Peace Corps Writers
Falling in Love with Africa (page 4)
Falling in Love with Africa
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The fondest of memories
Fortunately, another kind of initiation awaited us. What we came to love in Africa so much was: the beauty and generosity of the people; the mountains of the moon; the insect hum as we walked toward Bukavu; the boy rolling a hoop in front of a house that once belonged to a mercenary. What we remember most are the students I taught, and how they hated to let us go. “Do you leave us with joy, Madame?” asked Mutamba. Our time in Africa was the most vivid part of our lives, and we still go back to remember what it was like riding the fulla-fulla — passengers hanging on everywhere — or taking the 3rd class train from Harrar to Addis Ababa; Andrew caring for a man with cerebral malaria; I, teaching my quatrieme and troisieme students, convincing them that they wanted to hear a story of South Africa of how one man risked his life to sit on a bench. Andrew taking the College Boboto students to see the infirmary, hoping that some would become doctors. Or the two of us sitting around a mesob [a large basket with stand used to serve a meal] with Ethiopian friends in Addis Ababa and gulping the honey wine; or us on an expedition seeking out flamingoes in Lake Shala, or watching the black-robed Danaquil and their camels carry salt to the Harrar market. Most important were our friendships, the friendships with Africans. Mpoyi wrote to my sister, Georgeen, for a long time. Is he still alive? Did Mobutu kill some of those bright students? What happened to them? After the junta took over in Addis Ababa where did Astair live? Was Itifiwerk able to send Simon to school? So much we don’t know after all these years.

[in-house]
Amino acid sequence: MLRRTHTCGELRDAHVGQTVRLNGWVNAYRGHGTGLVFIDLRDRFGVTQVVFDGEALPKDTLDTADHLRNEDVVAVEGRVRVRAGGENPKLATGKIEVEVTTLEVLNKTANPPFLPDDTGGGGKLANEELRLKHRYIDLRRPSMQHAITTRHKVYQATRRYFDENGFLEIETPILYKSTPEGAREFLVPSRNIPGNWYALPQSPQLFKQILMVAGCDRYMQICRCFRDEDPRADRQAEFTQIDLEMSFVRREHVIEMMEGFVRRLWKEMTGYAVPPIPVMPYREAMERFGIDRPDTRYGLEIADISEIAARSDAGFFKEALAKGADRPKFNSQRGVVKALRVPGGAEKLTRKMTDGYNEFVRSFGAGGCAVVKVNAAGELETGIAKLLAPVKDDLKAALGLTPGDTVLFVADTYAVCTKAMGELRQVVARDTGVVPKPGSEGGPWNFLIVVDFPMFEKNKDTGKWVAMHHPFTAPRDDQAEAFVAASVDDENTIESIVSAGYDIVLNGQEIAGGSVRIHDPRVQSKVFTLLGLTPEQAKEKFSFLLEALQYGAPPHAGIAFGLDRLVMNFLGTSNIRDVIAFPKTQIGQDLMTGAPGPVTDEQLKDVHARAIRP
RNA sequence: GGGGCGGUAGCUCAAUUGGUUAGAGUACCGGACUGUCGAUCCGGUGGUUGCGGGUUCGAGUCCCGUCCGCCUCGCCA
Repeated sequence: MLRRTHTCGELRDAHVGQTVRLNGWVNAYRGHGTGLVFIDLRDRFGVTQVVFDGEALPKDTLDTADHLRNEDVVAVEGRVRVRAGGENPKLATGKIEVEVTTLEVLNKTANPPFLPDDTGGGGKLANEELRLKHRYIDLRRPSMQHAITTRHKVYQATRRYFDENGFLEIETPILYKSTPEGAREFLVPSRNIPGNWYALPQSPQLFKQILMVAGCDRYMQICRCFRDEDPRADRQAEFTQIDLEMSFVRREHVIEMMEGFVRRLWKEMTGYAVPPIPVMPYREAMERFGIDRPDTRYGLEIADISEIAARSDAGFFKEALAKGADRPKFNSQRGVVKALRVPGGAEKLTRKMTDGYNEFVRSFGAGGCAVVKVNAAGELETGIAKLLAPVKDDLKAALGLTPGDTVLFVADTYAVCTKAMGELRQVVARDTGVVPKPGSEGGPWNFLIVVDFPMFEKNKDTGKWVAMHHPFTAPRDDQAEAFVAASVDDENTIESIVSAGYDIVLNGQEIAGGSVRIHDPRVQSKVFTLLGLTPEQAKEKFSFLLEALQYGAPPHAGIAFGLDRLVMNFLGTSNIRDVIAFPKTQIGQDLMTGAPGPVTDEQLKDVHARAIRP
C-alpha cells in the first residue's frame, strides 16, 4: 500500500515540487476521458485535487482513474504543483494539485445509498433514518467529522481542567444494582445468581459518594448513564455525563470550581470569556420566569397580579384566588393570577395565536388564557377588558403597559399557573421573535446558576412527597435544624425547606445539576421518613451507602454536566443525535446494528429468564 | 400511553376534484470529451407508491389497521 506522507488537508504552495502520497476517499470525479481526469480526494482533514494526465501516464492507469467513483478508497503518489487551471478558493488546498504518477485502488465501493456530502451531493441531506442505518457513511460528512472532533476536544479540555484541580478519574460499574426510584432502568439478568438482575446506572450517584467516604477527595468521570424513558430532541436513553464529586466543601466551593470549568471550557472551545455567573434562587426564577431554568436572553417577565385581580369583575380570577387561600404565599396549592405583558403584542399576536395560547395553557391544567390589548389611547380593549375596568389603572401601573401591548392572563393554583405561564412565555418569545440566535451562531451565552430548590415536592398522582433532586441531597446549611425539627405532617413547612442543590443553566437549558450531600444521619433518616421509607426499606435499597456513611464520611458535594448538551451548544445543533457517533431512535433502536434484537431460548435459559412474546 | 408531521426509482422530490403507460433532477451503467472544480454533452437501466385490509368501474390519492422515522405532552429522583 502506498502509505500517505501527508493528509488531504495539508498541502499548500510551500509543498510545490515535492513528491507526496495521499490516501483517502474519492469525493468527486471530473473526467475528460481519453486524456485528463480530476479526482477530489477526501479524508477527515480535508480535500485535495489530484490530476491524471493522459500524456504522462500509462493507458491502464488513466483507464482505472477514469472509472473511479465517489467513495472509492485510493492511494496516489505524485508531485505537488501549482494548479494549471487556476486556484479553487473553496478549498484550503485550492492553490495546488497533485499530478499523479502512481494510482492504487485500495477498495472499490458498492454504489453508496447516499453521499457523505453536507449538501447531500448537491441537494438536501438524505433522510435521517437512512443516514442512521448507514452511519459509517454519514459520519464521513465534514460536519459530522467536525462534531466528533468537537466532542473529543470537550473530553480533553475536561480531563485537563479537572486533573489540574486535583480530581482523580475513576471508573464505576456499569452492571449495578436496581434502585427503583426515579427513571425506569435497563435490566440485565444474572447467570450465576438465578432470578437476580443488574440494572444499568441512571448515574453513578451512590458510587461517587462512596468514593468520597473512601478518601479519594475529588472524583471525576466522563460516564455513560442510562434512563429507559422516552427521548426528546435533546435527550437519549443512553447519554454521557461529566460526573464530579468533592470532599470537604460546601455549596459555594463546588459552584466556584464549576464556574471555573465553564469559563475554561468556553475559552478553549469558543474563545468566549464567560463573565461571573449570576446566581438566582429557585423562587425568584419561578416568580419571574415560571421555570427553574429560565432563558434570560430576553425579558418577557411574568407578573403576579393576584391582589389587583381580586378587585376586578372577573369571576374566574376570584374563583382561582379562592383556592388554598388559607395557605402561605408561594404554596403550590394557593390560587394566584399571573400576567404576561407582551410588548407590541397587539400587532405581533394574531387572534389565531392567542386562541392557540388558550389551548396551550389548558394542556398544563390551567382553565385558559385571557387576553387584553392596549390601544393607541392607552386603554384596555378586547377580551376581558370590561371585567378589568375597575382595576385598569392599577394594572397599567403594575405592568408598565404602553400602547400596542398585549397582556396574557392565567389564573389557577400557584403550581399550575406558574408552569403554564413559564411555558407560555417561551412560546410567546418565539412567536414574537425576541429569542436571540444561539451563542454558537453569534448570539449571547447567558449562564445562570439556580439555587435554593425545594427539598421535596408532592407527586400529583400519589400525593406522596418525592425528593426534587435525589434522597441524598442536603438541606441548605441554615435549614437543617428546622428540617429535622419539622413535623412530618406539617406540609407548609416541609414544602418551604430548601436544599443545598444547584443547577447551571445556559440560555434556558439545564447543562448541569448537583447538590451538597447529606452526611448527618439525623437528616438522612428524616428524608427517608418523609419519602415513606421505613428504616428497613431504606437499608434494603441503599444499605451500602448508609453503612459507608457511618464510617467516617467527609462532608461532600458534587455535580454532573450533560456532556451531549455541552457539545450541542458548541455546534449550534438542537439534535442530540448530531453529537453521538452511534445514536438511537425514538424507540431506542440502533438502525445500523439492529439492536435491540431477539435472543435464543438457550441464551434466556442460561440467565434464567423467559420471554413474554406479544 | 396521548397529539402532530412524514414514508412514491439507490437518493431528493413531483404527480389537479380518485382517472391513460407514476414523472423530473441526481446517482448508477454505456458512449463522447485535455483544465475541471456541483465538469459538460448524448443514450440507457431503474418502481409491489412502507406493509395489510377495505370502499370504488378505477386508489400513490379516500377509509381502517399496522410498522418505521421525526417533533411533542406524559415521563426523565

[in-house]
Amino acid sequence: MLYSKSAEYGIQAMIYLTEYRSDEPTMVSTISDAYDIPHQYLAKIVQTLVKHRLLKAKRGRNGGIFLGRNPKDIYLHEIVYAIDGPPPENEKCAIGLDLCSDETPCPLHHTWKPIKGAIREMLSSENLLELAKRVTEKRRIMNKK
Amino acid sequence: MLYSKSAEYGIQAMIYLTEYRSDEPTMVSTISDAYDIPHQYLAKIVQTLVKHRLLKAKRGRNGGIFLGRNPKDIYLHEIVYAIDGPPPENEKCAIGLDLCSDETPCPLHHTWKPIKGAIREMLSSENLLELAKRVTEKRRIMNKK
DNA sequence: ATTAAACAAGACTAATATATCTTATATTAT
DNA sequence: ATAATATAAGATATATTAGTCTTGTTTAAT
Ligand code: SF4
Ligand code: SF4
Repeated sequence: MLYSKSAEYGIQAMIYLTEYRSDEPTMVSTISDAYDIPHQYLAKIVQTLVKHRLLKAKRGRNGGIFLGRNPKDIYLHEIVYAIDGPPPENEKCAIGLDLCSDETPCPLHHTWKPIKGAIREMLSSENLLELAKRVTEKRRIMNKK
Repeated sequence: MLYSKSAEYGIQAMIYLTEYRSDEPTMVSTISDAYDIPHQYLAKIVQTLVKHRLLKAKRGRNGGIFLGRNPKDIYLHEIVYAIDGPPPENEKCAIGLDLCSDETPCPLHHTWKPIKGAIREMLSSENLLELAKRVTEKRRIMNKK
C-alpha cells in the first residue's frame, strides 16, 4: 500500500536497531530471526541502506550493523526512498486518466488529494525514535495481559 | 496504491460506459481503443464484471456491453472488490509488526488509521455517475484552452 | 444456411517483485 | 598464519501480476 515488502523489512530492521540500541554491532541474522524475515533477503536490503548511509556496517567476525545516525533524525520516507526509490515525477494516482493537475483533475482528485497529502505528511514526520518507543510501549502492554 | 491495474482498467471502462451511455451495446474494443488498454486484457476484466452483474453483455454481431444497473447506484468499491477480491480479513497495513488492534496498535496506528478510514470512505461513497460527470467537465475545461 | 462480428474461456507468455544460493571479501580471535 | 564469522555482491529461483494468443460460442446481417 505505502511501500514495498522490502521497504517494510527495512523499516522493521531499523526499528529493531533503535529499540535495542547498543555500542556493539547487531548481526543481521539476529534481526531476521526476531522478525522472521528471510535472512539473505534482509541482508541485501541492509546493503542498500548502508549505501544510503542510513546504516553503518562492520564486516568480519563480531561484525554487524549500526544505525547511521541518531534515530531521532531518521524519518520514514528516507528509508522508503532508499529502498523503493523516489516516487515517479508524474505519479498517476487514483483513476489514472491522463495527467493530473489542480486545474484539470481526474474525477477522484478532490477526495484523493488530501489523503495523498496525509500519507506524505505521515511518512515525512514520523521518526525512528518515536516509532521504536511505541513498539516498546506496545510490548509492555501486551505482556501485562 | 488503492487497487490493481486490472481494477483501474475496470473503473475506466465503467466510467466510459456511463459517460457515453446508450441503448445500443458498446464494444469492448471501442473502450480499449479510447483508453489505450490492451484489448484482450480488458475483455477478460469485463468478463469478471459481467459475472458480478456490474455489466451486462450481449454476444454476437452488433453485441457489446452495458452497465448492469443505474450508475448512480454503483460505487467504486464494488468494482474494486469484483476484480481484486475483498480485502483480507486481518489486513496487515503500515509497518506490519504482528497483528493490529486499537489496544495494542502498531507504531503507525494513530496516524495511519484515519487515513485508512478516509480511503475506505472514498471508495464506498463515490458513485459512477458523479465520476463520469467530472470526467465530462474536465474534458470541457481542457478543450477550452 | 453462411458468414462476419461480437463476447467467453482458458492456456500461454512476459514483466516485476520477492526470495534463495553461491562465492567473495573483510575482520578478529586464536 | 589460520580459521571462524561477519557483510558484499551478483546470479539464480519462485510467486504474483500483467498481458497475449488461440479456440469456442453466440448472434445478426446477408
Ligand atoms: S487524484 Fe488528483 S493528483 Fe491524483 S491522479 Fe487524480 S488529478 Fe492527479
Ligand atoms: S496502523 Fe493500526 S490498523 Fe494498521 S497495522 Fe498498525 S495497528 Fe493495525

Travel in Africa was not only being an interloper and witness to both horror and beauty, but also enjoying a feast for the senses, a world opening, a metamorphosis brought about by the taste of mangoes, working up a good sweat over a spicy chicken moambe, the pungence of markets everywhere, the warmth of greetings. Living in Africa was having a look at the heart of things.

One Final Word


As you will notice, this is not an unbiased report on Idi Amin Dada. I’ve seen the brutal dictator, and I’m glad he’s buried in Saudi Arabia. I promise never to visit his grave, never to say a good word about him, always to hope for the end of dictators, mountebanks, and brutal killers on the African continent. This man called himself, “Lord of All Beasts of the Earth and Fishes of the Sea and Conqueror of the British Empire in Africa in General and Uganda in Particular.” Ugandans suffered terribly during the “Lord of All Beasts” monstrous reign.

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